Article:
Fasting helps us to be detached from the things of this world. We fast, not because earthly things are evil, but precisely because they’re good. They’re God’s gifts to us. But they’re so good that we sometimes prefer the gifts to the Giver. We practice self-indulgence rather than self-denial. We tend to eat and drink to the point where we forget God. Such indulgence is really a form of idolatry. It’s what St. Paul meant when he said, “their god is the belly … with minds set on earthly things” (Phi 3:19).

How can we enjoy God’s gifts without forgetting the Giver? Fasting is a good way to start. The body wants more than it needs, so we should give it less than it wants.

St. John of the Cross said that we cannot rise up to God if we are bound to the things of this world. So we give up good things, and gradually we grow less dependent on them, less needy.

All of this is part of our preparation for heaven. For we’re destined to lose our earthly goods anyway. Time, age, illness and “doctor’s orders” can take away our taste for chocolate, our ability to enjoy a cold beer, and even the intimate embrace of a loved one. If we have no discipline over our desires, then these losses will leave us bitter and estranged from God. But if we follow Jesus in self-denial, we’ll find a more habitual consolation in the ultimate good — God Himself.

How is it that some people are able to remain serene and cheeful amid extreme suffering and even when facing imminent death? It’s not just a matter of temperament. They’ve prepared themselves for the moment by giving up the things of this world, one small thing at a time. They’ve grown so accustomed to small sacrifice that the big one isn’t such a stretch.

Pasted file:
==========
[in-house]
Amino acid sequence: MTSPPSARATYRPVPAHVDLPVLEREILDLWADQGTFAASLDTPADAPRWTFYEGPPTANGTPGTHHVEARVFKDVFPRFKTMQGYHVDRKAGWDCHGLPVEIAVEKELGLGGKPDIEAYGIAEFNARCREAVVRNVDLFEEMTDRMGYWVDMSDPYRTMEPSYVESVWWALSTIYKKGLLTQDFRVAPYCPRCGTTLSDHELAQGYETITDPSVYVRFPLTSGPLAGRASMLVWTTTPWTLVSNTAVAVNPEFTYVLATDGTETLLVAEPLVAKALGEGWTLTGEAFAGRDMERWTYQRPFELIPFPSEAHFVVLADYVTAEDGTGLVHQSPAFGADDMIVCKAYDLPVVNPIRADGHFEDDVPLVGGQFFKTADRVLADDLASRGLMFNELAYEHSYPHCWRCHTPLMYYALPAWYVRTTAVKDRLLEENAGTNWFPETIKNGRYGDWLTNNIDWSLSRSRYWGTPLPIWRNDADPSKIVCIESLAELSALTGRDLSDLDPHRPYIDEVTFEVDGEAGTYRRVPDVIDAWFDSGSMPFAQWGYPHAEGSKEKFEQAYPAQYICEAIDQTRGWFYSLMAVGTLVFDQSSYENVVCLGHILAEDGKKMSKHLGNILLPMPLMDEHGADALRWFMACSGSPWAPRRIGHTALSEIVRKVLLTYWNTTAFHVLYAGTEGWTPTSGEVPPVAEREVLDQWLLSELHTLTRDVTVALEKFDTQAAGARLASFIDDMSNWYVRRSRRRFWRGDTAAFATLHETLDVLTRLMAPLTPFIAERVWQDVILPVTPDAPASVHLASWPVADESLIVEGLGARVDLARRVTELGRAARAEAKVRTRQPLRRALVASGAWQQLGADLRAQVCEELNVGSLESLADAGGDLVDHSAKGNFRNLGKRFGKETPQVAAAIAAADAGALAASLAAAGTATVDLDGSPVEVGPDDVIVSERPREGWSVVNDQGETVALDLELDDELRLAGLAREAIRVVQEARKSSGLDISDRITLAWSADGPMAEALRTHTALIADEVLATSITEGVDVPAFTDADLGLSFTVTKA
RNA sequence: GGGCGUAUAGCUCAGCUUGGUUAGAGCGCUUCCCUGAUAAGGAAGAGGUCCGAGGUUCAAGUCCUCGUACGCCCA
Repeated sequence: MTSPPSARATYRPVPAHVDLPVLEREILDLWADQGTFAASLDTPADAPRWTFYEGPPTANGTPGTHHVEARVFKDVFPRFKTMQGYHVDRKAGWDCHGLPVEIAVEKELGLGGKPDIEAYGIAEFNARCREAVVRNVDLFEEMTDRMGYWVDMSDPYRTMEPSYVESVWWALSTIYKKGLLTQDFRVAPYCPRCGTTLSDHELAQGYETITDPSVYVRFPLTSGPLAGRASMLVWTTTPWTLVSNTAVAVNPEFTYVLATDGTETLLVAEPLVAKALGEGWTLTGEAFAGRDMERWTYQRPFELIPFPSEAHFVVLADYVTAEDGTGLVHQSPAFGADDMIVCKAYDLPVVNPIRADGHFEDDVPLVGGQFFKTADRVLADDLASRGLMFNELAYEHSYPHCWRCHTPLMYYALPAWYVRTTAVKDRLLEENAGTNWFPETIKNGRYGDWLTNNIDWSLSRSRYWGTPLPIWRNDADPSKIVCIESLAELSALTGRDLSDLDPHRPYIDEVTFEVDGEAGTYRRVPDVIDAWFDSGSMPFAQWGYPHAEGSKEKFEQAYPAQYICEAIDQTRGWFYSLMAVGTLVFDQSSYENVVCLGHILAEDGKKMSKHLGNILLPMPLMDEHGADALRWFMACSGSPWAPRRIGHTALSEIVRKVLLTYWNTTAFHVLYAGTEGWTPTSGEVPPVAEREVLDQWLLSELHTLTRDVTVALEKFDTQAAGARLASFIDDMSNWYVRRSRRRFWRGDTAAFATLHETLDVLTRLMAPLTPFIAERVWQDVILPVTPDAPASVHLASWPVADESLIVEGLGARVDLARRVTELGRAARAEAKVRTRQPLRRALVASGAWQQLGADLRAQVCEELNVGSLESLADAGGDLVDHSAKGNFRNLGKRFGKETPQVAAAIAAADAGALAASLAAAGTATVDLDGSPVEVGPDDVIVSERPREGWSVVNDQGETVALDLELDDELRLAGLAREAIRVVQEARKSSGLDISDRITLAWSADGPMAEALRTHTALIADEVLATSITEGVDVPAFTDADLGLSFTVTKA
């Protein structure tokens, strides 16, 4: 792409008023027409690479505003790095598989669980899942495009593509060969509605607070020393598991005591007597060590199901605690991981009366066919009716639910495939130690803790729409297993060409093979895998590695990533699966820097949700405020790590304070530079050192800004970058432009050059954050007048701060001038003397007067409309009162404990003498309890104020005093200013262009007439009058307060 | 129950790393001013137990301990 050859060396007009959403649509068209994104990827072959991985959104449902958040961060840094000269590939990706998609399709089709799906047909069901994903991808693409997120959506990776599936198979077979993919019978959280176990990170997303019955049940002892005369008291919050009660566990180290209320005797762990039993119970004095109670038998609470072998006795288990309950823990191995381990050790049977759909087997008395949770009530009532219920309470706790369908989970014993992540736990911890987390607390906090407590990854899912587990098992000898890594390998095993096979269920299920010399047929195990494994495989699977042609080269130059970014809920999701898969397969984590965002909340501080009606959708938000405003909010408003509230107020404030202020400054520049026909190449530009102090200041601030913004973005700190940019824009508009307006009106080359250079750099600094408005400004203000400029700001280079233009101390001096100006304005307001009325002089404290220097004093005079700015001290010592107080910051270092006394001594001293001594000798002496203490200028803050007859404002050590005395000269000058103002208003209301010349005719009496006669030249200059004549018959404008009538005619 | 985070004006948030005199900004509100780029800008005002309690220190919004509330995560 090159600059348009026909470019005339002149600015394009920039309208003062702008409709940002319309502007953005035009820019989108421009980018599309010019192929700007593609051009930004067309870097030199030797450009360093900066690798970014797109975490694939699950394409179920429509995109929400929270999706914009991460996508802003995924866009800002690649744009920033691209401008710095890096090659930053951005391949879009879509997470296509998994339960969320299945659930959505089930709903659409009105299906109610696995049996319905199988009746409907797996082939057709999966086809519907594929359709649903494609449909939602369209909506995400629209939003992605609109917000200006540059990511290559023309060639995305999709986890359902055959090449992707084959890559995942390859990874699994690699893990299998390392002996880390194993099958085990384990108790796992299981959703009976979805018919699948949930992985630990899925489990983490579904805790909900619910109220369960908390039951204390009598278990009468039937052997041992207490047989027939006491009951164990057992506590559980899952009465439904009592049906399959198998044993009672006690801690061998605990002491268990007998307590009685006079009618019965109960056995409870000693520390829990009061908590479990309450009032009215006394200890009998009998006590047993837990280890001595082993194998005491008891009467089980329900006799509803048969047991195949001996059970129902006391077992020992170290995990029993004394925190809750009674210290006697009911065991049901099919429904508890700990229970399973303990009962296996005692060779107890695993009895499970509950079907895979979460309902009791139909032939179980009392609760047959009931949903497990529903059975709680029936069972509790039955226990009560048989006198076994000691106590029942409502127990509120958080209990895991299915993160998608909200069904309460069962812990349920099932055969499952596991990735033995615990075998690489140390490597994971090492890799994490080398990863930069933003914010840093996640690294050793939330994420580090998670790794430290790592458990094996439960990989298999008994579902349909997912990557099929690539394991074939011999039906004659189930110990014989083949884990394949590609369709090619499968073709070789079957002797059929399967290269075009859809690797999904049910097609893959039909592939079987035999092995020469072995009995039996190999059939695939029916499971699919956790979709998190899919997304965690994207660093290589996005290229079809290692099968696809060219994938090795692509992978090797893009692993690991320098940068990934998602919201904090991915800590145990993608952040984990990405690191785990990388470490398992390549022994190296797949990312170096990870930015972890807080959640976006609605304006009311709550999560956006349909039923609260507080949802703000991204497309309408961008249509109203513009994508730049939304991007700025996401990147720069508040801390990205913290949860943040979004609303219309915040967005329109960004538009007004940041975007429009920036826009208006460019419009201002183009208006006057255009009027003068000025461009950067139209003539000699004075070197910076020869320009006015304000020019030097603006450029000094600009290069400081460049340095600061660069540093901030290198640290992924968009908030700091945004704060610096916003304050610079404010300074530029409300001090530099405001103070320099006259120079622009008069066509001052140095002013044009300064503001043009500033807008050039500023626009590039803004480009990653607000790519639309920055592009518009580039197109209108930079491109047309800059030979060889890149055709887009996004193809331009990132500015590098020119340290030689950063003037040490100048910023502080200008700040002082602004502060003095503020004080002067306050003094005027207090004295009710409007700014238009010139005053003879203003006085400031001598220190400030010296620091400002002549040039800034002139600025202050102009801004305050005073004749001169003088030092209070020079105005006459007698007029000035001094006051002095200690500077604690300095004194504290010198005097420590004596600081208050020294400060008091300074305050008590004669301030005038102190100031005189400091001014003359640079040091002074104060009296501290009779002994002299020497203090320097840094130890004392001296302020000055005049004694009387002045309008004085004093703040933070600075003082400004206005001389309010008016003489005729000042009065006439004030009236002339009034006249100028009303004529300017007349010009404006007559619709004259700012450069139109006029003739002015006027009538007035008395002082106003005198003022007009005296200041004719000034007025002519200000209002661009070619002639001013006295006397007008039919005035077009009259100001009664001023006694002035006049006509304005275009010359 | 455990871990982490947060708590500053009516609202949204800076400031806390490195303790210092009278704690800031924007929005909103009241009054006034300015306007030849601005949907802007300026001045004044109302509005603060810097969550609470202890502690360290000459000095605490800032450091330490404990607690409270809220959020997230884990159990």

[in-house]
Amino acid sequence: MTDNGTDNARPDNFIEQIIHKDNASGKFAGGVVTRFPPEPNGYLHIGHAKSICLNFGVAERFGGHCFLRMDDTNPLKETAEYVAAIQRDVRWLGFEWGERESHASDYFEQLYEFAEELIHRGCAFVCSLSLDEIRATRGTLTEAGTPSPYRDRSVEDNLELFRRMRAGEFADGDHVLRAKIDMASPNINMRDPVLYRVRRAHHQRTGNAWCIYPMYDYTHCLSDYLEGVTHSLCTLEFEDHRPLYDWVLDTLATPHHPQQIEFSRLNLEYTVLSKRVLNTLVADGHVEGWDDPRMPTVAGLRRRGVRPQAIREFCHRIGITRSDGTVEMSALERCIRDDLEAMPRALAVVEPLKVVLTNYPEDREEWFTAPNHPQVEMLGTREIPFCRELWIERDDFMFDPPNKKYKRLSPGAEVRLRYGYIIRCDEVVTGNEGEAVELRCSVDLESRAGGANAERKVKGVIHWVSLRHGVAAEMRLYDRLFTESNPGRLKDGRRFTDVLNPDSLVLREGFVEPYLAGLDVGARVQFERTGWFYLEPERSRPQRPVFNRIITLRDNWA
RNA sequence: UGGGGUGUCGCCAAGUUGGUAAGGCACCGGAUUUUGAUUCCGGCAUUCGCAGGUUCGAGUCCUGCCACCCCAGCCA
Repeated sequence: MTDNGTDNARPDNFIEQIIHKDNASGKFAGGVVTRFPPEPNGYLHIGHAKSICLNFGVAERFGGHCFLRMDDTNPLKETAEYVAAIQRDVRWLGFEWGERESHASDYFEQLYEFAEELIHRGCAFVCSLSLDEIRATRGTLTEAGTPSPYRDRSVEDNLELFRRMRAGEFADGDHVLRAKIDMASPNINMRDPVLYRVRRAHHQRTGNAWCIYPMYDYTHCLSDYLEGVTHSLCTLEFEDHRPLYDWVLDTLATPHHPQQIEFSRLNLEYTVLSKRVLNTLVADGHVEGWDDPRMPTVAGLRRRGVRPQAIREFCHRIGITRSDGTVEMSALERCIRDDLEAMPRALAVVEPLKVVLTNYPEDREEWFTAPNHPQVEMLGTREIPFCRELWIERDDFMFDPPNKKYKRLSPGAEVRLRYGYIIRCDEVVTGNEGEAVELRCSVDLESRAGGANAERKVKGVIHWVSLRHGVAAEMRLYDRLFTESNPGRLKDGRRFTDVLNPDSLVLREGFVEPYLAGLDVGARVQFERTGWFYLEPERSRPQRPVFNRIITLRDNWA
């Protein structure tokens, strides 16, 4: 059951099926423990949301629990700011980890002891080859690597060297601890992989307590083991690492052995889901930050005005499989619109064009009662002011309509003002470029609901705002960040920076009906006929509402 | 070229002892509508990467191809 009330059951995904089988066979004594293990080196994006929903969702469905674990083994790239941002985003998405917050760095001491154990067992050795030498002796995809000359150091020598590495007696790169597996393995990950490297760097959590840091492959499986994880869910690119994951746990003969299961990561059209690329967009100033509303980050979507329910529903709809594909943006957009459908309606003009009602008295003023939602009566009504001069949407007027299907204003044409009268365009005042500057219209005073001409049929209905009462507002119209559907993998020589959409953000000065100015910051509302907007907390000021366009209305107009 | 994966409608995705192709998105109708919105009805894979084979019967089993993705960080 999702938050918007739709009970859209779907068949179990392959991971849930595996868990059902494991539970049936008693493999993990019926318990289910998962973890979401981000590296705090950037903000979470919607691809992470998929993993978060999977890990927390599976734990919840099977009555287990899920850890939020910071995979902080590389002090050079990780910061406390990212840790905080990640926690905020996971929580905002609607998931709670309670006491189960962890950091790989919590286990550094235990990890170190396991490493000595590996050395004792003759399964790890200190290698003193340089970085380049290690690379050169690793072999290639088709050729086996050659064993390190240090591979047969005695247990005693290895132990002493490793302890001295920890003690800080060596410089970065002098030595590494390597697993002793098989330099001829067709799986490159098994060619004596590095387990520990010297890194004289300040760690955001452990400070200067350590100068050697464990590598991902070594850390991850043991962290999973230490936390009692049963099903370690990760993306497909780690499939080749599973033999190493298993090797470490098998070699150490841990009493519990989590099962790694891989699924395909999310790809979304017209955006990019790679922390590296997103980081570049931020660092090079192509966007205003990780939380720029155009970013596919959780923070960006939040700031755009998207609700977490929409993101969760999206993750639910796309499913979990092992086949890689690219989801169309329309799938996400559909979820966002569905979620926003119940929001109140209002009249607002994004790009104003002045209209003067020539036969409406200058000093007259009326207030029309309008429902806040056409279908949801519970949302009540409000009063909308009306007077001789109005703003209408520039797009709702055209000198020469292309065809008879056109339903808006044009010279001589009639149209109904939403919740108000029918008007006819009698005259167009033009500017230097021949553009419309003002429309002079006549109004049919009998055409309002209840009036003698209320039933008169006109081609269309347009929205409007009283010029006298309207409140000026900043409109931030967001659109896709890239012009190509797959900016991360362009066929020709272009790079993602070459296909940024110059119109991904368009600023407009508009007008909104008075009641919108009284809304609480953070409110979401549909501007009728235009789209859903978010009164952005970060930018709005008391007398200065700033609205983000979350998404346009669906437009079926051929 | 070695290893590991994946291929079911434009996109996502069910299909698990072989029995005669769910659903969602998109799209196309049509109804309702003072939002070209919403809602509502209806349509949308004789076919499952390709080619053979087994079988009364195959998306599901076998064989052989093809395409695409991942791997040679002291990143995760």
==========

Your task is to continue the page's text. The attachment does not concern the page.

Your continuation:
No one says that fasting is easy. In fact, says Benedictine Father Thomas Acklin, author of The Passion of the Lamb: God’s Love Poured Out in Jesus. “Fasting can seem very hard, and it can seem that if I do not eat I will become weak and will not be able to work, or pray, or do anything.

“Yet there is that marvelous moment,” he adds, “when, after some hours have passed, my stomach has stopped growling and I’ve even forgotten what I’ve given up, when there is a lightness, a freedom, a clarity of the senses and a brightness of attitude and feeling, an incomparable closeness to the Lord.”

Lent is a special season, but God wants these forty days to have a lasting effect on our lives. So, in a sense, fasting is for always. Father Rene Schatteman, an Opus Dei chaplain in Pittsburgh, says that he received this lesson directly from a canonized saint. “I learned from St. Josemaria Escriva, whom I had the privilege of knowing personally, that a person should make some small sacrifice at each meal, always, and not just during Lent.”

Fr. Schatteman emphasizes the importance of little things, and the big effect they can have: “We should all feel the need to help Christ redeem the world by practicing self-denial in everyday, ordinary eating and drinking … to take a bit less, or a bit less of what we like most, to avoid eating between meals, to skip a snack or dessert, etc., without making a big deal of it.”